The outpouring of support shown for libraries every year shows the fond place libraries hold for many of us, even among those who may not be regular library users. But when it comes to research, libraries - once the first point of call for most projects - have slid into second place or lower, unable to match the convenience offered by internet search engines.
When compared to the ease of tapping a couple of words into Google, it is perhaps understandable that people shy away from electronic libraries, with their multiple login screens to hurdle and their long lists of resources and databases. But by giving into the pressures of time, we can miss out on the riches libraries have to offer – in particular, access to authoritative, scholarly sources. By relying on open information online, we expose ourselves, and our research, to the all the risks associated with un-monitored information, ranging from honest mistakes to malicious attempts to mislead. The stakes - as demonstrated by the debates currently roaring around fake news, social media, and potential election interference - have never been higher.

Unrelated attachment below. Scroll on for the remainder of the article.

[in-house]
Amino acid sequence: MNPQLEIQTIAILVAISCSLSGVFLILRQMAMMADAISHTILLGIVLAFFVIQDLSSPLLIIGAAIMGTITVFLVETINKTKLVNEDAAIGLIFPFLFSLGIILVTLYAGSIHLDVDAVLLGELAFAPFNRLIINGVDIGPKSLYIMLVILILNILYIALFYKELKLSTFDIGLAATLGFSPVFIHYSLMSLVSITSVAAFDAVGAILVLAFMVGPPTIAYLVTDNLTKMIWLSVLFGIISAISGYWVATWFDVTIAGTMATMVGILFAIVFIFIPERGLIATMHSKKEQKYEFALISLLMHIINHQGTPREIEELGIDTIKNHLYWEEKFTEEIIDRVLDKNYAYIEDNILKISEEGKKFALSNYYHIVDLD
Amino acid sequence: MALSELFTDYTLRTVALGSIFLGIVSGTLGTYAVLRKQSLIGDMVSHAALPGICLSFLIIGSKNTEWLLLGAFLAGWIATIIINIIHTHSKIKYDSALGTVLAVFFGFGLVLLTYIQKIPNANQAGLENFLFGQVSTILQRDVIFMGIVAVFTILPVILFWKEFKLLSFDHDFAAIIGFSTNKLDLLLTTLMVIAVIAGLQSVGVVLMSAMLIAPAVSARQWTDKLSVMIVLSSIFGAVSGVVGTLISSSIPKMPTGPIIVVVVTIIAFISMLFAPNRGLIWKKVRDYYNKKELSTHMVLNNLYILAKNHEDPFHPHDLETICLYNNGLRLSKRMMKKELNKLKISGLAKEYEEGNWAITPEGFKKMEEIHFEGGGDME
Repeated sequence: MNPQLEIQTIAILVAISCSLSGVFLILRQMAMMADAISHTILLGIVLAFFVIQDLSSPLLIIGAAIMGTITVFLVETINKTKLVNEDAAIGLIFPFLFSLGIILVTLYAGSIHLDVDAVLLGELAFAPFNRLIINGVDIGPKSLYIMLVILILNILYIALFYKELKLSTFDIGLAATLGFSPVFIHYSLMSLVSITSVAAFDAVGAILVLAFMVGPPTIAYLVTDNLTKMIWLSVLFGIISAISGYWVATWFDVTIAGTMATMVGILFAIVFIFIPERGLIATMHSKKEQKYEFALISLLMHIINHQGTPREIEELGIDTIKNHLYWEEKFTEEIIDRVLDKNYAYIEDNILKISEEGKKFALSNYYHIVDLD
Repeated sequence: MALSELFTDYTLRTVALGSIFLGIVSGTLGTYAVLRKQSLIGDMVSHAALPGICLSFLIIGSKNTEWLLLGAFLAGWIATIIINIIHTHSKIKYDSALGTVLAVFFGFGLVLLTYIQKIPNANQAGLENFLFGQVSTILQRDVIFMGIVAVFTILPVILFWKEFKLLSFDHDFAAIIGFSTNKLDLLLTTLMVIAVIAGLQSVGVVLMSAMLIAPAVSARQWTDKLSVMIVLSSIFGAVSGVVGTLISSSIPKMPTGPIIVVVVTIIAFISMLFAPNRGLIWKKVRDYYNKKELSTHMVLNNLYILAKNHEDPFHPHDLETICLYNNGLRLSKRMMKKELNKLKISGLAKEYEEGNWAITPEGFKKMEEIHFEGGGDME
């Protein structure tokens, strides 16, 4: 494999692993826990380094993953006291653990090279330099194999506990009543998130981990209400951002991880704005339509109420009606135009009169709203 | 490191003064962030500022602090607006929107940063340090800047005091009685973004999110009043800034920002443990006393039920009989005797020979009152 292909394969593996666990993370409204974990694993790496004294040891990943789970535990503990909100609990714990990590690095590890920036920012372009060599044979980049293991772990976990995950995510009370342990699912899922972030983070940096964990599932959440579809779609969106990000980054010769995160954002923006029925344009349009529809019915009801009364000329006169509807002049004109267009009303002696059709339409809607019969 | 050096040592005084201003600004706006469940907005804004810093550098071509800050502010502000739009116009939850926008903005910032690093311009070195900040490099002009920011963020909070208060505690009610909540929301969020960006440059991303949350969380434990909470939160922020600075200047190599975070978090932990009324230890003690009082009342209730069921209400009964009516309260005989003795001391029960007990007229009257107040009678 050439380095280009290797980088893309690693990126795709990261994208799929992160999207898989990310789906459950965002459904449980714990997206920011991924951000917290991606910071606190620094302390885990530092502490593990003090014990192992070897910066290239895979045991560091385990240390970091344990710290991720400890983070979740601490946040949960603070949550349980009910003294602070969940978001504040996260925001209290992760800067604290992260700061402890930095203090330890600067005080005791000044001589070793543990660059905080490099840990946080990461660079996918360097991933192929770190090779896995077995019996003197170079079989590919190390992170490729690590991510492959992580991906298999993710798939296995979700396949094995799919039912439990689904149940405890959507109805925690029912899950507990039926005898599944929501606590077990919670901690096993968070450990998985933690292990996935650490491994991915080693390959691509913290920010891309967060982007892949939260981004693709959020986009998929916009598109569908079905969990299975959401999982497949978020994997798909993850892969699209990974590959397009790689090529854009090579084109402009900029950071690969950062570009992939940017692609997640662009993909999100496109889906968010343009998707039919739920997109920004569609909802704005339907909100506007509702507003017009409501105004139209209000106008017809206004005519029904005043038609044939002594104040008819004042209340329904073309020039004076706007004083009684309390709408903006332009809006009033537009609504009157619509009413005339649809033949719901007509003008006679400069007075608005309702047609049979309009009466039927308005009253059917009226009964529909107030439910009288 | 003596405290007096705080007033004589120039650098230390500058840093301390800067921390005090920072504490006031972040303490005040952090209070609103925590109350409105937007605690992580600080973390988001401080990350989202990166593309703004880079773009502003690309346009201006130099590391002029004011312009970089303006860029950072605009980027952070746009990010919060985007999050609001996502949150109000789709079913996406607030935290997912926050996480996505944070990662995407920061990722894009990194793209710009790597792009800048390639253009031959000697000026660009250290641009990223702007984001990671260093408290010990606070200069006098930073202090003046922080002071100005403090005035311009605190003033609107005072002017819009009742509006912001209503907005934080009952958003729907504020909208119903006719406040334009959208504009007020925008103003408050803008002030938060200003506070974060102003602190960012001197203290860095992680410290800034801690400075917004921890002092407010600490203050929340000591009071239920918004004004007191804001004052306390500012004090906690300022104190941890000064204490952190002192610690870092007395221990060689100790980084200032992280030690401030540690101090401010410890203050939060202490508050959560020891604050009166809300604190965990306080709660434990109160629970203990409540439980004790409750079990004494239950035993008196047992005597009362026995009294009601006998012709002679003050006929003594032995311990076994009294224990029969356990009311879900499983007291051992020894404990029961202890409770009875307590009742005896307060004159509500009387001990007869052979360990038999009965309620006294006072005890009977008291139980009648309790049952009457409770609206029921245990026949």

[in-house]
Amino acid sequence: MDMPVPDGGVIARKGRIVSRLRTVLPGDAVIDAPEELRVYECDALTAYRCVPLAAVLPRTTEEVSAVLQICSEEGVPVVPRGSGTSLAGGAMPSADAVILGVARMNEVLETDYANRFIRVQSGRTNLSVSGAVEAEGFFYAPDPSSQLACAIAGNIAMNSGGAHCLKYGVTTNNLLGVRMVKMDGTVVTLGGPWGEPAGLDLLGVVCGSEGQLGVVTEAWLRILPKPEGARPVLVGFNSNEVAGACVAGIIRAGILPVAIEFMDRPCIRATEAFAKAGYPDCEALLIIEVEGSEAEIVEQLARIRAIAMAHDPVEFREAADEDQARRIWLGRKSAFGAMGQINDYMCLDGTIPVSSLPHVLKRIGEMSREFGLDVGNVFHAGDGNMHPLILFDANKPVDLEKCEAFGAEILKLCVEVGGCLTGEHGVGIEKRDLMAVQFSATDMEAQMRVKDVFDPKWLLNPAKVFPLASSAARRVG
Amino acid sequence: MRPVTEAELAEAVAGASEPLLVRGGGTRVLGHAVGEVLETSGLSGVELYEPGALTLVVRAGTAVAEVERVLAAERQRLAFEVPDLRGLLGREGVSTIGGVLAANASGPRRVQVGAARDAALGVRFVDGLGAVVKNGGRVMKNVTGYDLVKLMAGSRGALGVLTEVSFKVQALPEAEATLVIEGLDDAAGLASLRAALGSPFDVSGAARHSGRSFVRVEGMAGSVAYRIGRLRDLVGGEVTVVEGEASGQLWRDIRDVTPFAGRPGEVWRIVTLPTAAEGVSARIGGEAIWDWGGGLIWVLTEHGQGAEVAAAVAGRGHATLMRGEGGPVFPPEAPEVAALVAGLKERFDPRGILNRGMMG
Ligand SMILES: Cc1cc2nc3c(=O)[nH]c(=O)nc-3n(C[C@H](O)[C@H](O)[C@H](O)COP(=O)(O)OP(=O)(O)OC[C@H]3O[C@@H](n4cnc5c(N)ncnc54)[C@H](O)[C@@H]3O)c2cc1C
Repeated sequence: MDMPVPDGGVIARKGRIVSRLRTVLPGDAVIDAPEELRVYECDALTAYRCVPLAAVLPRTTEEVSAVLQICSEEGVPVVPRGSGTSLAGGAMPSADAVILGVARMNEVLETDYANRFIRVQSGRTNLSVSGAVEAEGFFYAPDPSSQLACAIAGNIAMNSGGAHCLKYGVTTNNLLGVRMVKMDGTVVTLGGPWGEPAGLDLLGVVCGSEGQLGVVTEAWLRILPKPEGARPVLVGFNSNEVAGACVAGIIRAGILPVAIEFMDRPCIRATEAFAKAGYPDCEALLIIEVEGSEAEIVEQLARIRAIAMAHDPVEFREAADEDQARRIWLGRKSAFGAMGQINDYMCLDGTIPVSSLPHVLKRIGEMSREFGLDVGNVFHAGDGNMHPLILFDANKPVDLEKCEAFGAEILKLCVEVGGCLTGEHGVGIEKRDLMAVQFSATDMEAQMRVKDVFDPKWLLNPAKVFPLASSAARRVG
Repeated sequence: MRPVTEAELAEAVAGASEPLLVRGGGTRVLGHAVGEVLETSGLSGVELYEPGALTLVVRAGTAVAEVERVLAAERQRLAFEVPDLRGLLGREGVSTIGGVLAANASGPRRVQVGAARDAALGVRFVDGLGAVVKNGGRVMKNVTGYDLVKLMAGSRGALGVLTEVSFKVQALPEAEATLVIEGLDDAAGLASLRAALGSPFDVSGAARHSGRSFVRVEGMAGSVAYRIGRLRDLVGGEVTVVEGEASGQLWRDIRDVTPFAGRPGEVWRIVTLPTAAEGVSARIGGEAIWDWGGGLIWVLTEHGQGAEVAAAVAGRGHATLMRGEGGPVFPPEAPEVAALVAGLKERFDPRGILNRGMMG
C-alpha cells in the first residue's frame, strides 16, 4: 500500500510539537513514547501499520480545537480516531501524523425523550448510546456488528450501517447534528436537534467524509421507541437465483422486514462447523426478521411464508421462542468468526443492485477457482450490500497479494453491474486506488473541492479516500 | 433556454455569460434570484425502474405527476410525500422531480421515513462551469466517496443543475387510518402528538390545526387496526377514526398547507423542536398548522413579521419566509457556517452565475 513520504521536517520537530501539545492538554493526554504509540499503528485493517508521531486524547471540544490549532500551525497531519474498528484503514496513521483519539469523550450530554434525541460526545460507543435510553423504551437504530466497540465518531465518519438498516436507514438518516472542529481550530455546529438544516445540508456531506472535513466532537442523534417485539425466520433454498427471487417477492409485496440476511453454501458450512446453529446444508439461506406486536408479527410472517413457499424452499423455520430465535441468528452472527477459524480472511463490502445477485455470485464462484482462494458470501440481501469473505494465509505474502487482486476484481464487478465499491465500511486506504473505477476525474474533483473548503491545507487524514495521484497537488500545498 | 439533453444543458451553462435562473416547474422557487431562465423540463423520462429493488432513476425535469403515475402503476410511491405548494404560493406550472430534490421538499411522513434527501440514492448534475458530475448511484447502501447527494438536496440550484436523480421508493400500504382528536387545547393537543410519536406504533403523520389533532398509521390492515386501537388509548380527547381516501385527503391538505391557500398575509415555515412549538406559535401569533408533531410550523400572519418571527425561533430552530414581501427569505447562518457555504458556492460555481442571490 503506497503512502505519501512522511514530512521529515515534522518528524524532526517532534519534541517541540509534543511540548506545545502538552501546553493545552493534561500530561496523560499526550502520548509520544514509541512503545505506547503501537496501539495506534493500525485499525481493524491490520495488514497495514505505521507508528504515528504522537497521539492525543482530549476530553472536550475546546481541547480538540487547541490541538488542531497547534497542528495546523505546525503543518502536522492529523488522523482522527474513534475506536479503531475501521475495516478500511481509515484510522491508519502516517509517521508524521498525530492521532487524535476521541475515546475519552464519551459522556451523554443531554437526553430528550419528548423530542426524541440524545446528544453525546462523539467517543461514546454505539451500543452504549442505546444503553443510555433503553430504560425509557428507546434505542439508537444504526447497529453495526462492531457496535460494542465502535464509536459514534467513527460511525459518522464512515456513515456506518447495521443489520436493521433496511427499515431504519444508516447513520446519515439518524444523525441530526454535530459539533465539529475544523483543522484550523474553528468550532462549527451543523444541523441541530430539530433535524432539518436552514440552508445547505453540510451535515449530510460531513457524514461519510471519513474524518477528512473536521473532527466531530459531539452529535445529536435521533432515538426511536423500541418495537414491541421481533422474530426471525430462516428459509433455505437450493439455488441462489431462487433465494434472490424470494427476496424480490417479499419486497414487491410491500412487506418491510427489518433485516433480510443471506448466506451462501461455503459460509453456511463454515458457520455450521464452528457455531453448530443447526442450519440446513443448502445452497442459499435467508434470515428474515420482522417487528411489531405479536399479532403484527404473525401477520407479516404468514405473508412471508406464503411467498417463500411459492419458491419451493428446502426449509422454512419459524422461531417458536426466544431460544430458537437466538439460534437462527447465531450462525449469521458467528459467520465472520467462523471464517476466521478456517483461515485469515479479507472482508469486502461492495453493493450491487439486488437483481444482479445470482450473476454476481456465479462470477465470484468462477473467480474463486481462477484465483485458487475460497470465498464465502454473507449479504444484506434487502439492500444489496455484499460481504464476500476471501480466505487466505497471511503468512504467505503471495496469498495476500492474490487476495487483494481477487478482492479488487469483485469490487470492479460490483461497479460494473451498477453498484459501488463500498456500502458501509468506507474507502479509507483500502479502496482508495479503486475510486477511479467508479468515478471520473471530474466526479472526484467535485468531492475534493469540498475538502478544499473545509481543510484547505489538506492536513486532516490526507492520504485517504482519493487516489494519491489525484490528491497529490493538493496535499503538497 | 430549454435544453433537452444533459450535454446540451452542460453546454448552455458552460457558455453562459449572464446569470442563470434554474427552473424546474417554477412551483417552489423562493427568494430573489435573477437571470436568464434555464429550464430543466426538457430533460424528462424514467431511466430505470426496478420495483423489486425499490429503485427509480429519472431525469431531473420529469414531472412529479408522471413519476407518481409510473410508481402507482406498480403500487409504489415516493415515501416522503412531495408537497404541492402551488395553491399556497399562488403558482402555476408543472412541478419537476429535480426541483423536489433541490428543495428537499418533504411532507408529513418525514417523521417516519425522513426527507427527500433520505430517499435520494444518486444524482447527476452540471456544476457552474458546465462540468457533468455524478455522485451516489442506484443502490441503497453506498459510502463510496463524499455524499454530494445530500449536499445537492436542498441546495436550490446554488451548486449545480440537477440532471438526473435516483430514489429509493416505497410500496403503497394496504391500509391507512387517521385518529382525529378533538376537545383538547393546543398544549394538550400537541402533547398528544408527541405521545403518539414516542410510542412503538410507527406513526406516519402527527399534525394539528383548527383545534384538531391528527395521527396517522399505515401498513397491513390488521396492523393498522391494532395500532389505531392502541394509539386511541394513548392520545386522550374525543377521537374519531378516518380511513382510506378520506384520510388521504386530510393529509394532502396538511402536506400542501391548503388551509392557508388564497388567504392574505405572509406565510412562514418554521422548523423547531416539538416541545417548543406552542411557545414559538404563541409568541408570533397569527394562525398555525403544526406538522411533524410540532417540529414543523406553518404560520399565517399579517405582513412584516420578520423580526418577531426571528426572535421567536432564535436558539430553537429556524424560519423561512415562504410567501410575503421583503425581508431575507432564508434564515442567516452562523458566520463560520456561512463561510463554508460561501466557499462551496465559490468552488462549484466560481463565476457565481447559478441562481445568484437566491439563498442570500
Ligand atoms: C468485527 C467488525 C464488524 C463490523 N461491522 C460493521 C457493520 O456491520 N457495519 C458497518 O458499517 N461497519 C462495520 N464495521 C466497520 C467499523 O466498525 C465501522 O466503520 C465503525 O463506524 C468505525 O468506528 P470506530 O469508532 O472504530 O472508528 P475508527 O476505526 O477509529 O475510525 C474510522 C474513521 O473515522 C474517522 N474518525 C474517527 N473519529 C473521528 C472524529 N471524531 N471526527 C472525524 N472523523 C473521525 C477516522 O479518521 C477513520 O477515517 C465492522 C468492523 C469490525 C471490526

In a recent article, Time Magazine reported on a study in which an academic was shown a website and asked to judge if it was credible. Despite using criteria many of us rely on - presence of references, professional look of a site - the academic failed to spot a dubious resource (Steinmetz, 2018). If academics struggle, how can we expect undergraduates new to studying to fare any better when evaluating online information? The ability to evaluate information is essential, not just for students, but for all of us. With that in mind, we’ve produced the CRAAP video, a three minute guide to evaluating online information, summarised in the five points below. Simple questions perhaps, but practising this method can help students - and all of us - adopt a sophisticated, thoughtful approach to the information we consume.
Is this information CRAAP?
The timeliness of the information. When was the information published or posted?
The importance of the information for your needs. Does the information relate to your topic and answer your question?
The source of the information. Who is the author/publisher/source/sponsor?
Whether the content is reliable, truthful and correct? Where does the information come from? Can you verify any of the information in another source?
The reason the information exists. Is it to inform, teach, sell, entertain or persuade?